Identifying Components of Health Communication

Identifying Components of Health Communication
HCA/230 Week 1 Checkpoint Appendix B

    Health communication is important to ease anxiety of the patient, eliminate unnecessary mistakes, and to let everyone to know what is expected of them. Some of the major components of health communication are process, personal goals, interdependence, sensitivity, and shared memory.
      When communication is defined as a process, it simply means that people are contributing to a constant effort to understand each other and the world around them. Clients address health encounters with their own goals and expectations. The primary goal of a caregiver is to care for or to improve a person’s health. Some of these goals are to preserve time and avoiding frustration. Patients may have several goals including the need to express emotions, to be encouraged, to be forgiven, or even simply being recovered.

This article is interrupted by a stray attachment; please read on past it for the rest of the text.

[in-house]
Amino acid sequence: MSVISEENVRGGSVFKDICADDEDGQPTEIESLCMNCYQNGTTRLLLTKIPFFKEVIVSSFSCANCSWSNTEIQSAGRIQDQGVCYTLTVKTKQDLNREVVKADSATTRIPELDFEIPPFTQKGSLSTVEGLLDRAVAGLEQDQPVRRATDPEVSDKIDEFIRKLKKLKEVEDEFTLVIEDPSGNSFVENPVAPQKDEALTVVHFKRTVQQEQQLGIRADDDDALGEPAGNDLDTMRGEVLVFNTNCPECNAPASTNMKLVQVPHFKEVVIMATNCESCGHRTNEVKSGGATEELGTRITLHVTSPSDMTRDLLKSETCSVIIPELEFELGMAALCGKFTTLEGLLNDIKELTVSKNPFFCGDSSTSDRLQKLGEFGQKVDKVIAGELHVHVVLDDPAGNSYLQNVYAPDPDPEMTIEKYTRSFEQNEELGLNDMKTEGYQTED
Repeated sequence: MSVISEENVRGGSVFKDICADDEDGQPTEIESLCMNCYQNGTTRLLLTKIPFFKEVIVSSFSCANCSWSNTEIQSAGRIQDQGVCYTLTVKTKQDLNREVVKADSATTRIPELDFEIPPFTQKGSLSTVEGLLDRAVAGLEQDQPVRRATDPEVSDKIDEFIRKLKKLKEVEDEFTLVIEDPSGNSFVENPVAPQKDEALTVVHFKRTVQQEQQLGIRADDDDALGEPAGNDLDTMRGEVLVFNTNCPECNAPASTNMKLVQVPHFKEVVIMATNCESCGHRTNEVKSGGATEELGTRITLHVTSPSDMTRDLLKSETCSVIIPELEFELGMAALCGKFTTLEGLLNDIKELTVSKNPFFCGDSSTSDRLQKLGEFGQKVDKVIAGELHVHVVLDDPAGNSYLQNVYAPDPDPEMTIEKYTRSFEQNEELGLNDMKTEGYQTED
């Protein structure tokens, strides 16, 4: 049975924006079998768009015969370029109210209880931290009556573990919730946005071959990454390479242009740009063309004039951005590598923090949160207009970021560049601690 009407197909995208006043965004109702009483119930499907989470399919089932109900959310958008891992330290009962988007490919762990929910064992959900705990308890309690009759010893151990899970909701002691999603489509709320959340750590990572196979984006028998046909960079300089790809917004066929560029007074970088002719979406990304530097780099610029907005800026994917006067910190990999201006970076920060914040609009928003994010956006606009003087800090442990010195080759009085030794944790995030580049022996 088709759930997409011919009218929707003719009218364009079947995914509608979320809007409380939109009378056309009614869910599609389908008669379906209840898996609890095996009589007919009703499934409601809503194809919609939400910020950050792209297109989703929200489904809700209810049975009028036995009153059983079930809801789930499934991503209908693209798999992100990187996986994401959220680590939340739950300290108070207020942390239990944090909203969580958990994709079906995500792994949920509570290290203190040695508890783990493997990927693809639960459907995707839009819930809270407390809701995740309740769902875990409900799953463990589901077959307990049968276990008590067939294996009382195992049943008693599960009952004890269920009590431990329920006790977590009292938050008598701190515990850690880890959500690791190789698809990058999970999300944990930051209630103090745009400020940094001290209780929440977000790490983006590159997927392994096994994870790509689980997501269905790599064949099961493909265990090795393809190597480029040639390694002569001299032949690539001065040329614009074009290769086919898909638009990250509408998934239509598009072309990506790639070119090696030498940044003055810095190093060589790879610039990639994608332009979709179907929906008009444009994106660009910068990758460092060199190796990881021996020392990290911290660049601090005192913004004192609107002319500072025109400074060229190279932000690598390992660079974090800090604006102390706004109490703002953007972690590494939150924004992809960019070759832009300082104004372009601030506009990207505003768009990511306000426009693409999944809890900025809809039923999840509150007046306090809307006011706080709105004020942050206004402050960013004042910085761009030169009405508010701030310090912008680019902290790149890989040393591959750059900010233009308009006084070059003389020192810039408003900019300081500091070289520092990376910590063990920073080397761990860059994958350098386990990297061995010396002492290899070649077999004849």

How well participants feel their goals have been met is one measure of effective communication. Even though personal goals are important, the way others work together to attain their goals and creating understandings is also important. By communicating in a friendly way, patients are more likely to reveal scary or embarrassing worries. This can also lead others in a friendly direction. Office workers, family and patients influence health communications equally as doctors.
      Good communicators have the value of sensitivity. When being sensitive to others feelings and expectations, health communication is expanded. Sharing the same meaning also contributes to successful communication.
      Doctors are not mind readers, so if there is something not agreed upon, patients need to speak up. With shared meaning, everyone will be on the same page. Without these components, time could be wasted, trust may not be established, and health care organizations cannot improve new ideas.